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Aug 242012
 

International migration is a long accepted concept. Could it be an option for you too WTSHTF?

When we are considering a retreat location, we are typically looking for somewhere that isn’t too impossibly distant from where we normally live.

There are obvious reasons why this makes sense, but there’s also one obvious drawback :  Whatever the event was that caused a collapse of society at our normal residence will probably be affecting our retreat as well.

So while our retreat gets us away from a dangerous and unlivable urban environment, and hopefully to somewhere where we can set about creating a low-tech sustainable self-contained lifestyle indefinitely into the future, we’re not actually escaping the loss of the previous benefits of civilization and returning to somewhere with water and electricity that works, and food that appears in the supermarkets every day.

Almost by definition, any event which causes a major collapse of society and its services in our region and which requires us to bug out, will be an event that is national in scope.  Regional disasters, like Hurricane Katrina for example, or a massive earthquake or whatever else, are quickly responded to by FEMA and volunteer organizations, and while there might be some lawlessness and unpleasantness for a short while, everyone knows that ‘the cavalry are coming’ and help will soon be at hand.  The rule of law will largely be intact and still observed by most ‘ordinary’ people.

But with a cataclysmic event, the country as a whole will be affected.  A multi-warhead nuclear exchange with another major nuclear power, an EMP attack, a collapse of our electricity grid (whether from ‘natural causes’ such as the sun or from terrorists) or a cyber attack destroying most of the nation’s control systems would be examples of this type of event.

However, most of these types of events, while affecting the US, are not global in scale.  Of course some could be global.  All out nuclear war might cause massive climate change, destroying the world’s ability to grow sufficient food for several seasons; similarly an asteroid strike could also modify the weather for some time into the future.  A nuclear exchange could see both the US ravaged, and other parts of the world too as we strike back, and as the aggressor nation takes out our allies as well as ourselves.  A major pandemic is likely to affect the entire world.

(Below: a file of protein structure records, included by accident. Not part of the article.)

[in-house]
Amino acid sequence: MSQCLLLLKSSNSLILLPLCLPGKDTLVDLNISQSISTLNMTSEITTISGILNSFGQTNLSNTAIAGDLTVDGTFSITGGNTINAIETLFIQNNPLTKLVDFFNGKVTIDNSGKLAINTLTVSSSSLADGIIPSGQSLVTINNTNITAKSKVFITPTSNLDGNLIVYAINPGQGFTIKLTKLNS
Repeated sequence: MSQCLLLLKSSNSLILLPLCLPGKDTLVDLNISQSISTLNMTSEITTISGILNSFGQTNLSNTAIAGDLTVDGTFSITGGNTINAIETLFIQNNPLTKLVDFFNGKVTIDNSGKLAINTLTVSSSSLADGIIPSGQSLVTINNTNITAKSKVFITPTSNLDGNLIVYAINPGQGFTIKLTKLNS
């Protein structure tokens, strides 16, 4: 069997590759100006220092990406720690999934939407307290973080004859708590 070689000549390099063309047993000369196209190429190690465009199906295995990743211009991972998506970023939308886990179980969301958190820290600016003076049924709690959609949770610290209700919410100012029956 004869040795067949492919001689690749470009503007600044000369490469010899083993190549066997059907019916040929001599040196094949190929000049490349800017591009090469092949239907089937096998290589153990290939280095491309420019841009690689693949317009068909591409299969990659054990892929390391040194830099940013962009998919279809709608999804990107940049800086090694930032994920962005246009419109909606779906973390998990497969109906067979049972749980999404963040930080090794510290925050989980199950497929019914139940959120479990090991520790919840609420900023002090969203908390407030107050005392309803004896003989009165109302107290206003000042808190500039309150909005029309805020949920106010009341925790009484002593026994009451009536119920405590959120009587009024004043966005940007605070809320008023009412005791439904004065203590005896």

But while some events could be global in scale, many others might be ‘only’ regional, leaving much of the world untouched and unscathed.  In such cases, wouldn’t it be nice to be able to simply leave the affected region and move to somewhere unaffected by the problems we were leaving behind, and resume a reasonably normal and comfortable lifestyle, complete with flush toilets, television, and all the other fruits of modern civilization?

An option to bug out to another country accordingly has a lot going for it – at least on the face of it.  But, in reality, it may not be as easy as we’d hope if the time should come.

An International Bug Out Option Should Not be Your Only Option

Considering the comments in the preceding several paragraphs, it should already be clear to you that while there may be some scenarios where it makes good sense to relocate internationally (if at all possible) there are also many other scenarios where such a move would simply be a transition from the frying pan to the fire.  There are also many scenarios where your attempts to extract yourself from your current location and travel to a far away destination may not be feasible.

So, in case it isn’t already obvious, our point is simply this :  Relocating internationally should not be your only developed option for responding to a Level 2/3 crisis.  It should be a supplemental option, developed only after you already have a closer retreat created and able to support you if needed.

Specific Issues, Locations and Considerations

Please visit other parts of our series on international bugging out (currently being developed) for further articles on specific countries to potentially bug out to, and the considerations and constraints you would face when considering an international bug-out strategy.

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David Spero[suffusion-the-author display='description']

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